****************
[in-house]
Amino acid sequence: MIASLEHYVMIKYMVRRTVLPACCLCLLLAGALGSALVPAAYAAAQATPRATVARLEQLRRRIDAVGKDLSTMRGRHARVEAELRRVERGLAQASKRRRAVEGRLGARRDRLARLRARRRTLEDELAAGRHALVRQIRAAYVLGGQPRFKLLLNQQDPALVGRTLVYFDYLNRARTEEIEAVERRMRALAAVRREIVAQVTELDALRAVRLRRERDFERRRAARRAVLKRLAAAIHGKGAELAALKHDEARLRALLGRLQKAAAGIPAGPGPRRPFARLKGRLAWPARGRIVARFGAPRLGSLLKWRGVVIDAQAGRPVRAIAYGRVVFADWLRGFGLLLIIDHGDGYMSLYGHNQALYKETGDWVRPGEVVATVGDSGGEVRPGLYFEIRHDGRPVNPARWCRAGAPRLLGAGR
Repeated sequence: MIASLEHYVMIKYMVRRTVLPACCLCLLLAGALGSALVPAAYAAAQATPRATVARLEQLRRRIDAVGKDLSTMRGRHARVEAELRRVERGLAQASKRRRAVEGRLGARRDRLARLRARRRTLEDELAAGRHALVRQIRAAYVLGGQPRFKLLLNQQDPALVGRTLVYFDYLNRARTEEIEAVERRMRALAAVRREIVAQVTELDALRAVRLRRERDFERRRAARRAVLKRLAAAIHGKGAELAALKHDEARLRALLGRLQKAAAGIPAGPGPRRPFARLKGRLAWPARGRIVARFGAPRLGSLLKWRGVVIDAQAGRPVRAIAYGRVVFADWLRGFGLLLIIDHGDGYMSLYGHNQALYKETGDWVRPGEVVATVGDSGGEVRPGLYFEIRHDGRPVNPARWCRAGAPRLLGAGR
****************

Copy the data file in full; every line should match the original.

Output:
[in-house]
Amino acid sequence: MIASLEHYVMIKYMVRRTVLPACCLCLLLAGALGSALVPAAYAAAQATPRATVARLEQLRRRIDAVGKDLSTMRGRHARVEAELRRVERGLAQASKRRRAVEGRLGARRDRLARLRARRRTLEDELAAGRHALVRQIRAAYVLGGQPRFKLLLNQQDPALVGRTLVYFDYLNRARTEEIEAVERRMRALAAVRREIVAQVTELDALRAVRLRRERDFERRRAARRAVLKRLAAAIHGKGAELAALKHDEARLRALLGRLQKAAAGIPAGPGPRRPFARLKGRLAWPARGRIVARFGAPRLGSLLKWRGVVIDAQAGRPVRAIAYGRVVFADWLRGFGLLLIIDHGDGYMSLYGHNQALYKETGDWVRPGEVVATVGDSGGEVRPGLYFEIRHDGRPVNPARWCRAGAPRLLGAGR
Repeated sequence: MIASLEHYVMIKYMVRRTVLPACCLCLLLAGALGSALVPAAYAAAQATPRATVARLEQLRRRIDAVGKDLSTMRGRHARVEAELRRVERGLAQASKRRRAVEGRLGARRDRLARLRARRRTLEDELAAGRHALVRQIRAAYVLGGQPRFKLLLNQQDPALVGRTLVYFDYLNRARTEEIEAVERRMRALAAVRREIVAQVTELDALRAVRLRRERDFERRRAARRAVLKRLAAAIHGKGAELAALKHDEARLRALLGRLQKAAAGIPAGPGPRRPFARLKGRLAWPARGRIVARFGAPRLGSLLKWRGVVIDAQAGRPVRAIAYGRVVFADWLRGFGLLLIIDHGDGYMSLYGHNQALYKETGDWVRPGEVVATVGDSGGEVRPGLYFEIRHDGRPVNPARWCRAGAPRLLGAGR